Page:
A vast amount of effort goes into creating a simple, elegant design portfolio (opens in new tab) that hits all the right notes for any prospective client. It's more than a creative resume (opens in new tab) and you definitely do not limit yourself to one page. Think of it as your own personal proof of concept.
Here, I've highlighted the main characteristics of a solid portfolio. And the team at UXPin (opens in new tab) – the UX design app – have scoured the internet for some of the best examples that illustrate these points below.
First and foremost, what makes a winning portfolio is the same thing behind a winning design: a riveting visual story. Remember, someone wants you to solve their problems and needs to know how you'll do that – quickly.
Someone wants you
The best way to tell a story with your work is to start with your audience. What is their biggest challenge and what kind of story would address that?
The story of each portfolio will change over time. It depends on what kind of design role you will fill, your level of proficiency, the nature of the task at hand and the environment where you will be operating. The quintessential kernel of your story will revolve around how you have been a problem-solver.
A great deal of UX design work is going to be done in wireframes and prototypes using a variety of tools like Photoshop, Illustrator, and UXPin (opens in new tab). But wireframes are not going to be pretty, so emphasize your structural ability. Simple and clean can look amazingly beautiful but in the end, it has to take a back seat to a demonstration of your architectural ability.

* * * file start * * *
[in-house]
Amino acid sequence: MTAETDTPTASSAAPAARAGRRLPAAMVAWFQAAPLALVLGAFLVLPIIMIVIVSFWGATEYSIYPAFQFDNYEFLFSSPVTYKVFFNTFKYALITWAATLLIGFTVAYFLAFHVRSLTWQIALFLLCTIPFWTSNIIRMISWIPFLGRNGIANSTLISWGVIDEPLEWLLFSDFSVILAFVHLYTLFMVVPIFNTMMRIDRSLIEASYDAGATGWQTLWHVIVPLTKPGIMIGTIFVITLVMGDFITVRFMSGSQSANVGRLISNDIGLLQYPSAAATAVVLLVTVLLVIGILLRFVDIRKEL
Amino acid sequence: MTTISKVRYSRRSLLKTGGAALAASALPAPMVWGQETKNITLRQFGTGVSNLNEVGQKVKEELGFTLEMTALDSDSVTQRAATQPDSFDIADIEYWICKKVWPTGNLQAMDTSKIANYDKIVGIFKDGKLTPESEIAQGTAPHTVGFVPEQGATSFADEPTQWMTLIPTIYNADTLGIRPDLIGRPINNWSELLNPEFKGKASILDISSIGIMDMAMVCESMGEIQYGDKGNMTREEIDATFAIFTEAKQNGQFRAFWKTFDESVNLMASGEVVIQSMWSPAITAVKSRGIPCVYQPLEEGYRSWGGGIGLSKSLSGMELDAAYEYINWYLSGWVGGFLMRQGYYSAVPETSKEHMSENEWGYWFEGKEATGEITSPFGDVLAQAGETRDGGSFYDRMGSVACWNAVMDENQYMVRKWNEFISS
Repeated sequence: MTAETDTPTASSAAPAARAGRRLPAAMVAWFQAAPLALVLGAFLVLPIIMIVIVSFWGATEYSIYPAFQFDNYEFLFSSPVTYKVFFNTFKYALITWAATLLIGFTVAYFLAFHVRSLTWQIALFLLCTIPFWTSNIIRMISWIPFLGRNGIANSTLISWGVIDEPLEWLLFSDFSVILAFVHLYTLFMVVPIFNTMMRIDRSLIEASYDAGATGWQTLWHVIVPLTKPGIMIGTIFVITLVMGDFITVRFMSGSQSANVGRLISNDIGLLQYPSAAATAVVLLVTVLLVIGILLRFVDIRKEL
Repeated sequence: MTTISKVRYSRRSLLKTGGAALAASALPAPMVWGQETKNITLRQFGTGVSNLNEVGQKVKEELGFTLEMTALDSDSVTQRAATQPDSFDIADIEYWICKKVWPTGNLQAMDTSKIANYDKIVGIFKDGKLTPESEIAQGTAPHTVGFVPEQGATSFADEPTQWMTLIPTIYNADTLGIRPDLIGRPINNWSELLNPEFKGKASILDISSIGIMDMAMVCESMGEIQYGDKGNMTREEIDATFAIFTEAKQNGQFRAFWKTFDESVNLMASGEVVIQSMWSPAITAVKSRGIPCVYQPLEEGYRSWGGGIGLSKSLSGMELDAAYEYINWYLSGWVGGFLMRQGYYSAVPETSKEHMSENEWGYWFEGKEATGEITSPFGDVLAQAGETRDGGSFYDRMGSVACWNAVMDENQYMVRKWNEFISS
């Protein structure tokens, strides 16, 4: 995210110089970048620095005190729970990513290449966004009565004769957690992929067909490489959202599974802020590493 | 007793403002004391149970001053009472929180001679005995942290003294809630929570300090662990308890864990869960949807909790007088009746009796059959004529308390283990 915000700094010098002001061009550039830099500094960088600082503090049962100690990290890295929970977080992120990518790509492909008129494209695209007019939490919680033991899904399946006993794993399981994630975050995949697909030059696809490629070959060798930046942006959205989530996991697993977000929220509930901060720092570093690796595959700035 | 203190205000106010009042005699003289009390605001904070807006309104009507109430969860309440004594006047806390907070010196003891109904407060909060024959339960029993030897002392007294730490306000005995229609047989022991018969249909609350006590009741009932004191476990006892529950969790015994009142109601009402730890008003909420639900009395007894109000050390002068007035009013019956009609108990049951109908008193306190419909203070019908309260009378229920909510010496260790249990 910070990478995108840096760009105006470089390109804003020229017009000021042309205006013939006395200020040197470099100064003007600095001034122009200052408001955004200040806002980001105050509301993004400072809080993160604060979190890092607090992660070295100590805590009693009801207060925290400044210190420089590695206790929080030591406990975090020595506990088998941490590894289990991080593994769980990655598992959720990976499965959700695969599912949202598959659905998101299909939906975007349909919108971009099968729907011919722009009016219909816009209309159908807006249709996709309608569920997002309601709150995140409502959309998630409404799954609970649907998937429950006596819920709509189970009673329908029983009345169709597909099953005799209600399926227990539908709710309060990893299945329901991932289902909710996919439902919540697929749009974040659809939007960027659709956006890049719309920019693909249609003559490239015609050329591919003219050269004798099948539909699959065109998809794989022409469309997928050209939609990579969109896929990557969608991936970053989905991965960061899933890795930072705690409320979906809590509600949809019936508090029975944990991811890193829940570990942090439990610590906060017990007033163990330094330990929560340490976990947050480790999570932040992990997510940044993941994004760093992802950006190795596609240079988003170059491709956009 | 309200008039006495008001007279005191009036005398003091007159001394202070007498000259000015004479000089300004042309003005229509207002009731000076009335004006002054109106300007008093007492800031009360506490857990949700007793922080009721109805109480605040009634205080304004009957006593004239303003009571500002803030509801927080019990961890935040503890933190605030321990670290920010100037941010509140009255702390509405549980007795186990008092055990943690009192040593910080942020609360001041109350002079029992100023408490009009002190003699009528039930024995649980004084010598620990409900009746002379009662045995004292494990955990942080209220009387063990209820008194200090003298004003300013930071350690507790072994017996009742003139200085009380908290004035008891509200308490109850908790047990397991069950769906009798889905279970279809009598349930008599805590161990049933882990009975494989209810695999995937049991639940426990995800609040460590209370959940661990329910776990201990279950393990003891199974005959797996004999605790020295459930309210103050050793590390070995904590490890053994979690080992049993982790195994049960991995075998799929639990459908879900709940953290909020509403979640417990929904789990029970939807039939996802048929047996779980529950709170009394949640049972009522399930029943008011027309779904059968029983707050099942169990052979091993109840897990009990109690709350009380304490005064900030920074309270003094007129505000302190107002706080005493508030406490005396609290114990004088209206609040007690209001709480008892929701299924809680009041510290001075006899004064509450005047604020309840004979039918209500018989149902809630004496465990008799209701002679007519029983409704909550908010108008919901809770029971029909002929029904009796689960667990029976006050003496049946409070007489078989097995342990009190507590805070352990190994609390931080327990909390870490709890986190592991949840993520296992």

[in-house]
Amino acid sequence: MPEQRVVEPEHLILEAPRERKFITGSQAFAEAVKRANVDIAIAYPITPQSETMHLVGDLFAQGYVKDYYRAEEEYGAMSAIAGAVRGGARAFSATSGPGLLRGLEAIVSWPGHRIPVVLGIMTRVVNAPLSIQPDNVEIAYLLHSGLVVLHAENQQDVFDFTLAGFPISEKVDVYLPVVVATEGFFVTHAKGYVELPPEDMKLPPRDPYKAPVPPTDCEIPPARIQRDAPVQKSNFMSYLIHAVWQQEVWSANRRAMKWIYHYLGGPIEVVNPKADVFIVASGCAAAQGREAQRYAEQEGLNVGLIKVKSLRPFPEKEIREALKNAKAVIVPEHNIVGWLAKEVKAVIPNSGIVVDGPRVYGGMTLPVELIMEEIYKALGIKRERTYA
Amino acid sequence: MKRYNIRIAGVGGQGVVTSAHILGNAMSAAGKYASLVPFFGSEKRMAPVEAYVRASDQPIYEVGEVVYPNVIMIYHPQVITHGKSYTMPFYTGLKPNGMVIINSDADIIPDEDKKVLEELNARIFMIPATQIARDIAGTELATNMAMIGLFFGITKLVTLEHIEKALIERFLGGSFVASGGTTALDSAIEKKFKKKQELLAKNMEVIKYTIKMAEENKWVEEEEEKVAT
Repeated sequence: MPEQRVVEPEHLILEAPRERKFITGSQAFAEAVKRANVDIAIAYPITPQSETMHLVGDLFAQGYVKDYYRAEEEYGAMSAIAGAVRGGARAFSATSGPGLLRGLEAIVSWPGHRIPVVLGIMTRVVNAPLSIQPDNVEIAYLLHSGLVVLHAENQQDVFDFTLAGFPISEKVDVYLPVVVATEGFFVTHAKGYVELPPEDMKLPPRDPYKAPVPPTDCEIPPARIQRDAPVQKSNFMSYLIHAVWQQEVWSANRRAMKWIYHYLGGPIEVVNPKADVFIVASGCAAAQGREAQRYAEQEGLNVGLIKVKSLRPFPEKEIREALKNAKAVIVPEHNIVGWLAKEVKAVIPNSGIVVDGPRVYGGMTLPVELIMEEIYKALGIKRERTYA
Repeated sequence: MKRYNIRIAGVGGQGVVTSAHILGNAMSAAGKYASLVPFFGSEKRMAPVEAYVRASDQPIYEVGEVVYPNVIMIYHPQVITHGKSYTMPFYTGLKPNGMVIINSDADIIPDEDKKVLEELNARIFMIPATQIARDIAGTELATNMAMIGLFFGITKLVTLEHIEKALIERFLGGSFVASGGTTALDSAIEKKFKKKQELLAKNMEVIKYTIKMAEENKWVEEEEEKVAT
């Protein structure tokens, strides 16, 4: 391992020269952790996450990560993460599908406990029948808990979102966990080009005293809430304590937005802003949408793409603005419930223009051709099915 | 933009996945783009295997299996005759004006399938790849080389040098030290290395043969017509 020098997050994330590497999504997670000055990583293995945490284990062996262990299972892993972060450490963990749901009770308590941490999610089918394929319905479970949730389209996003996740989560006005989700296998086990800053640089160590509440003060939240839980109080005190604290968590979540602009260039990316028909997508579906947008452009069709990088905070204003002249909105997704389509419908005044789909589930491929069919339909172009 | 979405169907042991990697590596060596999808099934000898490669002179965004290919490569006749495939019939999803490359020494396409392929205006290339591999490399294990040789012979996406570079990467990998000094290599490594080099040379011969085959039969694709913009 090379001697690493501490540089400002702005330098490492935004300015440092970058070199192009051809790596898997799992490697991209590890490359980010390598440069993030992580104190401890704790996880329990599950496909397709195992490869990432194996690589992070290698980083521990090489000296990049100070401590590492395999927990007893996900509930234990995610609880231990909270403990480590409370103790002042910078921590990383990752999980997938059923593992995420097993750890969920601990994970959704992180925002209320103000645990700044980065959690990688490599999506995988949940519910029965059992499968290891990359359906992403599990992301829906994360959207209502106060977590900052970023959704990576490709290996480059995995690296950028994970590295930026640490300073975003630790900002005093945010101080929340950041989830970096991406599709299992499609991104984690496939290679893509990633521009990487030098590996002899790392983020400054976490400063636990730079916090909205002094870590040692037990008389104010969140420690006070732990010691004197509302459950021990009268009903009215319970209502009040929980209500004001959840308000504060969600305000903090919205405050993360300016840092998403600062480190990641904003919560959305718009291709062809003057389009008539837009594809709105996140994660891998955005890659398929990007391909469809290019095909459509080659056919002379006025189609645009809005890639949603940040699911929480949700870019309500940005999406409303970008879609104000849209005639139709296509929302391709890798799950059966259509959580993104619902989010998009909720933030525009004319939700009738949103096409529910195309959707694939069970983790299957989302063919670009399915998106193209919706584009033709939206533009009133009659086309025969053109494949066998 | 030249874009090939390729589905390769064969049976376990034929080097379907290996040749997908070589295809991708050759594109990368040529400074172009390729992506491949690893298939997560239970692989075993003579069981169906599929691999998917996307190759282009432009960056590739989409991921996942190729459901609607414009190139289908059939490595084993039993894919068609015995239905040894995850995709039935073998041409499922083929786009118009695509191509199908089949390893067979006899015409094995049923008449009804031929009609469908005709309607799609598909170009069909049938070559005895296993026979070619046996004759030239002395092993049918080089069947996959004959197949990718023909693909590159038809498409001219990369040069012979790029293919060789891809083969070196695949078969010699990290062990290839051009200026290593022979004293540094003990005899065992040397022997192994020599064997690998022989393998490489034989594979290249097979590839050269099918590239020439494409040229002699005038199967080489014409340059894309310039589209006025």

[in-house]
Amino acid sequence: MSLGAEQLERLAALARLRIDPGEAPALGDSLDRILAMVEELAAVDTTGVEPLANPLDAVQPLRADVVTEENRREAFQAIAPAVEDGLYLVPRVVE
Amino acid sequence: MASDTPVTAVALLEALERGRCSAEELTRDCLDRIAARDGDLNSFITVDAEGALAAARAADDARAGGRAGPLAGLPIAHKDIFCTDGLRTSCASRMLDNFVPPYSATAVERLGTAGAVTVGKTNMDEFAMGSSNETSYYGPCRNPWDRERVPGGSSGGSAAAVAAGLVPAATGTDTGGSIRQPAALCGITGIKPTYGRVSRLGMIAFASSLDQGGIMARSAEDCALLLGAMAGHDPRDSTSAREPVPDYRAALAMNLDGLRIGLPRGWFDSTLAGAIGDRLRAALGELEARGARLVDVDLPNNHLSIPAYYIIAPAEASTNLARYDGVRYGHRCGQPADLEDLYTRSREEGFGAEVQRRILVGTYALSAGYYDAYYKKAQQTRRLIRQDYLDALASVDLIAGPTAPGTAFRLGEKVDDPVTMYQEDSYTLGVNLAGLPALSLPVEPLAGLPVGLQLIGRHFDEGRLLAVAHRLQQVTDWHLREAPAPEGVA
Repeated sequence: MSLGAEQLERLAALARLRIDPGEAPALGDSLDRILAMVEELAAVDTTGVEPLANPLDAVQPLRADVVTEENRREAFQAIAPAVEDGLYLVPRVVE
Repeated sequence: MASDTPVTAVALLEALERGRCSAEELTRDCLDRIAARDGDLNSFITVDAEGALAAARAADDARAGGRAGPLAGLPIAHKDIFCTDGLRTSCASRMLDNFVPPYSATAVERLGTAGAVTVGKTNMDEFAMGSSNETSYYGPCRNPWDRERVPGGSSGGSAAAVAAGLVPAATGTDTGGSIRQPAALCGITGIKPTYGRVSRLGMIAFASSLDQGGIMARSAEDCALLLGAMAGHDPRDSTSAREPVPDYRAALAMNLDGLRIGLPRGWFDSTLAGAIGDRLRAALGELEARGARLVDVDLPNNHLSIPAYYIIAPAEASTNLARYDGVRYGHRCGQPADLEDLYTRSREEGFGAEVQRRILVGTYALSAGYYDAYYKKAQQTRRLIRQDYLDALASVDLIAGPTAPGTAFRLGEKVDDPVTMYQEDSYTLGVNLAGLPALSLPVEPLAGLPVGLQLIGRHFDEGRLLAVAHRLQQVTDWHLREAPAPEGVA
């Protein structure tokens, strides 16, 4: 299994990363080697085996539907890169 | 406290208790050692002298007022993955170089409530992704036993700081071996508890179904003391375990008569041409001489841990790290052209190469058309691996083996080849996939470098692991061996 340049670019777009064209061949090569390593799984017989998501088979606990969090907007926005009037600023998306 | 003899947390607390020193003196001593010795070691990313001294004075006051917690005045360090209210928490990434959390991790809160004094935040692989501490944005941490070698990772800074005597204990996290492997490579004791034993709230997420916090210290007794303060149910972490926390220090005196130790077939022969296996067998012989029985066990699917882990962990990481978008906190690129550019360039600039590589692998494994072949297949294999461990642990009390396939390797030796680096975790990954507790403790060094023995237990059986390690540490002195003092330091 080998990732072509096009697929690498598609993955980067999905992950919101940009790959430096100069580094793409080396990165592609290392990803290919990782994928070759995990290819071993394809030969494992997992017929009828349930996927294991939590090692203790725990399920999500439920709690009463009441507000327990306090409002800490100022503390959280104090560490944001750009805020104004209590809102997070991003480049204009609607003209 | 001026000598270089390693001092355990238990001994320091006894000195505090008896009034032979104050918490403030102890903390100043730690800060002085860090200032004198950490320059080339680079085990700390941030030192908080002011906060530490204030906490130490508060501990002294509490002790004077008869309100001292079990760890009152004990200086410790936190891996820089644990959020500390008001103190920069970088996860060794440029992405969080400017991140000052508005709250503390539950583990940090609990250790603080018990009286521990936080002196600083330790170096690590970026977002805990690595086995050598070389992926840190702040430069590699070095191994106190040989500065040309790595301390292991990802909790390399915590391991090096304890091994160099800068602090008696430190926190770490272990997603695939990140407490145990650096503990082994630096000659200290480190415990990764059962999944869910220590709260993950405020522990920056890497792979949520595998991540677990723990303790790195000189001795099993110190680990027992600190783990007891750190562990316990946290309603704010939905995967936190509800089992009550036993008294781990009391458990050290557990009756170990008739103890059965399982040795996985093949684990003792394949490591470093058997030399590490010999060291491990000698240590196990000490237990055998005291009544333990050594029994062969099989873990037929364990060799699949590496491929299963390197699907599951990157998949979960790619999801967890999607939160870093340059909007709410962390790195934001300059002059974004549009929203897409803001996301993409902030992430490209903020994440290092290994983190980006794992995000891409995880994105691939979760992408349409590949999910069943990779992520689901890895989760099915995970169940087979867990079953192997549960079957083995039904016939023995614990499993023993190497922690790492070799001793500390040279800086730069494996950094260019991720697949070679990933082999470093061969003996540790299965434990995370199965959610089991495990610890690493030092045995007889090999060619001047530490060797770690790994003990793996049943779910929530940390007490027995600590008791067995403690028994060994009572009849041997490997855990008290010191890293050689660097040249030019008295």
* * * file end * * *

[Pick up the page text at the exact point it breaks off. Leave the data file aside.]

Start with a teaser
An example of a great story is a portfolio that starts with a teaser for a phone screen, raises the stakes with a formal hour-long presentation to interrogative sessions, then reaches a crescendo with a deep dive into specific visual and behavioral details.
The 10 essential elements that any UI or UX design portfolio really needs to showcase are your:
- Tool mastery
- Process focus
- Key concept communication
- Cross-functional collaboration
- Applied perceptiveness
- Projects less than three years old
- Writing on UI and UX design
- Visual syntax and grammar
- Toughest challenges
- Range of expertise
- Dealing With NDAs
The sad truth, though, is that you may not be able to post examples of your best work due to issues with NDAs. In most companies these days, your work and process are proprietary to them. One option is to use unrecognizable wireframes and sketches and discuss the process in the interview. But often you can persuade clients to gain permission for limited views of the final work.
Here are 10 portfolios that have been singled out for excellence in the field...
01. Erica Firment (opens in new tab)
On her site, Erica Firment presents a no-nonsense approach that is all about her tool mastery. She presents the tools she is comfortable using and drives the point home by leading directly into her press clippings. It takes an additional level of professionalism to be able to speak intelligently about your tools and what they can do.
02. Edmund Yu (opens in new tab)
Take a closer look at Edward Yu's process on focus. There are examples of work, but they are presented by the process each used to get there. Each client is different and maybe you haven't worked on something similar, but you can sell them on the "how" with showing your toolbox, your approach, the way you research and what kind of deliverables they can expect.
03. Marc Thomas (opens in new tab)